Creme fraiche is not nearly as fancy as its French name would suggest.
It is easy to find, easier to make and imparts a tart but sophisticated taste to everything from raspberries to smoked salmon.
"It is like an even more wonderful cream," said chef Frances Chumley of Whole Foods in Annapolis, who demonstrates how simple it is for home cooks to make their own.
"The flavor is kind of tangy and a little bit nutty," she said. "And my favorite way to use it is on a nice cobbler, right out of the oven."
More versatile than its sweet cousin, whipped cream, or its common cousin, sour cream, creme fraiche ("fresh cream" in French) was once a rare commodity until it was popularized by television chefs.
Now, every bistro worth its accent grave has a soup, an entree or a dessert that features creme fraiche.
Anne Mendelson, author of Milk: The Surprising Story of Milk Through the Ages, writes that Normandy is considered the premier French source of cream and butter, and "Norman creme fraiche has long been the gold standard."
American versions can be found in most grocery stores. (Don't look for it in the dairy aisle; it's usually displayed among the specialty cheeses.) But it can be pricey, perhaps $4 to $5 for an 8-ounce package.
So why not make your own? Combine a quality heavy cream and a little buttermilk, and overnight you will have something that will make baked potatoes, a pear galette or homemade tomato soup just that much better.
Creme fraiche also provides a pleasing visual element, said Dawn Walls, a catering supervisor at Whole Foods. Its rich ivory color is a contrast in the center of asparagus soup, carrot soup or chili. It is best known, perhaps, for its elegant contrast atop caviar.
"On something like butternut squash soup, you can add a dollop and then draw a toothpick through it to create something beautiful on top, and it is strong enough to hold itself together," she said.
She likes to use a dollop on top of a heavy spread slathered on a slice of baguette. Or on a fig, sliced in half and wrapped in prosciutto.
"That's pure sweet, pure salt and the tang of the creme fraiche," said Walls.
The secret to creme fraiche is the bacterial culture added by a small amount of buttermilk or, in some recipes, sour cream. It is "good" bacteria, which means it is safe to leave creme fraiche at room temperature while it develops overnight.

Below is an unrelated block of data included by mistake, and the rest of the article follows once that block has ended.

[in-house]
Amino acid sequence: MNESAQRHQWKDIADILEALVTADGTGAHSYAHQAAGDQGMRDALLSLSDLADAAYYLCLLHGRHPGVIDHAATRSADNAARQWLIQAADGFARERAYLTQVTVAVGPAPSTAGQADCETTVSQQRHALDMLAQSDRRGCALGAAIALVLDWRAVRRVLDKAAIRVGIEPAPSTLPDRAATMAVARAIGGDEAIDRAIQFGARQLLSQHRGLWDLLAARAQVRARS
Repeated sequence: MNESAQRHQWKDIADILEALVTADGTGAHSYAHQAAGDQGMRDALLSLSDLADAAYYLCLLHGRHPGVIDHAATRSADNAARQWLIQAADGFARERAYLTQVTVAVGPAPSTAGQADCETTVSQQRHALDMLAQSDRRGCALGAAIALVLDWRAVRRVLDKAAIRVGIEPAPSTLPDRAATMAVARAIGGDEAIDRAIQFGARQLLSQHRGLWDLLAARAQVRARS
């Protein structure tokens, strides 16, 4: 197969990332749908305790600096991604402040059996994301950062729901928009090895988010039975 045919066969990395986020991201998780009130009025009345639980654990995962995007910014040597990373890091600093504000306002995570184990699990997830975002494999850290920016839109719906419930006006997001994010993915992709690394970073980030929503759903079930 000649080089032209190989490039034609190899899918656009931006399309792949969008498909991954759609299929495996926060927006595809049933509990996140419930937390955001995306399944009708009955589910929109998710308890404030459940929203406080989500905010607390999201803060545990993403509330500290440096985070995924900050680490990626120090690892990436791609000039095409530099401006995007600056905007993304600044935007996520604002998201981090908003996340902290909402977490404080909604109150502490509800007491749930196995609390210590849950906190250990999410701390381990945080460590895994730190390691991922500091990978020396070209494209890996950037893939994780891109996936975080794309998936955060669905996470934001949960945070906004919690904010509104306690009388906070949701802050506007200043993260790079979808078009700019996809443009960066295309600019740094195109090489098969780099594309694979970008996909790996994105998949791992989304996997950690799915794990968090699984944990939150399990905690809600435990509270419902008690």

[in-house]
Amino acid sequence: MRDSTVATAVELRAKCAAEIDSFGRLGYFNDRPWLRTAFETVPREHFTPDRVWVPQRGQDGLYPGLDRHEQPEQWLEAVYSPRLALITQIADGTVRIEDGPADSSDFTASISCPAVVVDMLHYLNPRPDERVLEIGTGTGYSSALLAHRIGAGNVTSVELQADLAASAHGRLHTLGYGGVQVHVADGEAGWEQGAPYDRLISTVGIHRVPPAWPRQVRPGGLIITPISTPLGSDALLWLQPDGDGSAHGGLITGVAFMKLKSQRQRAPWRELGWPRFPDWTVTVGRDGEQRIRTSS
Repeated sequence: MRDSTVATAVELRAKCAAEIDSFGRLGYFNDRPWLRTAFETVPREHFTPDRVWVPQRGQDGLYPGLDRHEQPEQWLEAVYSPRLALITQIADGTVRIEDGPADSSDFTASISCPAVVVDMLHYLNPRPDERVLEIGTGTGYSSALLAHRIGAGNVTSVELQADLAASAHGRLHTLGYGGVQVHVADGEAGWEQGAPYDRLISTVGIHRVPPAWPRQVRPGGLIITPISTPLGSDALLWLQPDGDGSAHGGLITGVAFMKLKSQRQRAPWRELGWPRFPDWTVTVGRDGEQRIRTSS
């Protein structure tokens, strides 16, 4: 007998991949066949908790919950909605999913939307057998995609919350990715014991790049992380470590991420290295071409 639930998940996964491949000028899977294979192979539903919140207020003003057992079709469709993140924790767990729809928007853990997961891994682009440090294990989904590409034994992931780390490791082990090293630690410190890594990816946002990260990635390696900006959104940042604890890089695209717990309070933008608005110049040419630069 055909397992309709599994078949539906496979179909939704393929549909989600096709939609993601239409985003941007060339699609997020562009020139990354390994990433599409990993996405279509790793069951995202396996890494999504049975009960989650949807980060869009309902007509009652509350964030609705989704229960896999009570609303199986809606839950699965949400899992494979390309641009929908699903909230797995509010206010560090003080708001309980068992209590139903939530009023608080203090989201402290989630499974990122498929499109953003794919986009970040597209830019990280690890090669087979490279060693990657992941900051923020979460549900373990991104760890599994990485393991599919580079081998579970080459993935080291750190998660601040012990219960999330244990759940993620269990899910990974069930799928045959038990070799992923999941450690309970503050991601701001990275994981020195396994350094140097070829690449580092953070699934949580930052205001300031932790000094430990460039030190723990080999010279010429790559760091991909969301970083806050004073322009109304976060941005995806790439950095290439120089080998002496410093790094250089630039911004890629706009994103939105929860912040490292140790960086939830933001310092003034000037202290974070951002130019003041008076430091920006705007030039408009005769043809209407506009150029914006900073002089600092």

Its strength is its versatility. Creme fraiche can be flavored with anything from horseradish to anise to add another level of complexity to the food it accents.
Kathy Farrell-Kingsley, author of The Home Creamery, says that home cooks can use creme fraiche every day, flavoring it with fresh herbs and a tiny bit of lemon juice and serving it over fish or vegetables or eggs.
She also suggests adding it at the last minute to enrich pan sauces or adding a bit of honey or vanilla and spooning the creme fraiche over fresh fruit.
Creme fraiche can rescue recipes with more than visual charm. Add it to whipping cream that will not whip, or cream sauces that have "broken."
"Is creme fraiche better for you?" asked Chumley with a smile. "No." Not with something like 30 percent butterfat, it isn't.
creme fraiche tips
* Make sure all bowls and utensils are very clean to avoid contamination.
* Use pasteurized heavy whipping cream because ultra-pasteurized will take longer to thicken.
* This process can take anywhere from 24 to 36 hours. Stir and taste every 6 to 8 hours. The creme fraiche is ready when it is thick, with a slightly nutty, sour taste.
* Chill creme fraiche for several hours before using.
* Be careful not to heat the mixture more than about 85 degrees because it will separate.
* Don't add creme fraiche to hot food until the end of the cooking process or just before serving.
Based on interviews, books and Internet resources
(makes about 2 cups)
17.6 ounces heavy cream (about 2 cups)
1 ounce buttermilk (about 1/8 cup)
Over medium heat, stir together heavy cream and buttermilk in a saucepan. Heat to body temperature. (Check by touching with your little finger.) Remove and place the mixture in a bowl and cover with a tea towel. Let sit overnight to thicken.
Serve or store in refrigerator for up to a week.
Recipe courtesy of chef Frances Chumley of Whole Foods in Annapolis
Per tablespoon: : 52 calories, trace protein, 6 grams fat, 3 grams saturated fat, trace carbohydrate, 0 grams fiber, 20 milligrams cholesterol, 7 milligrams sodium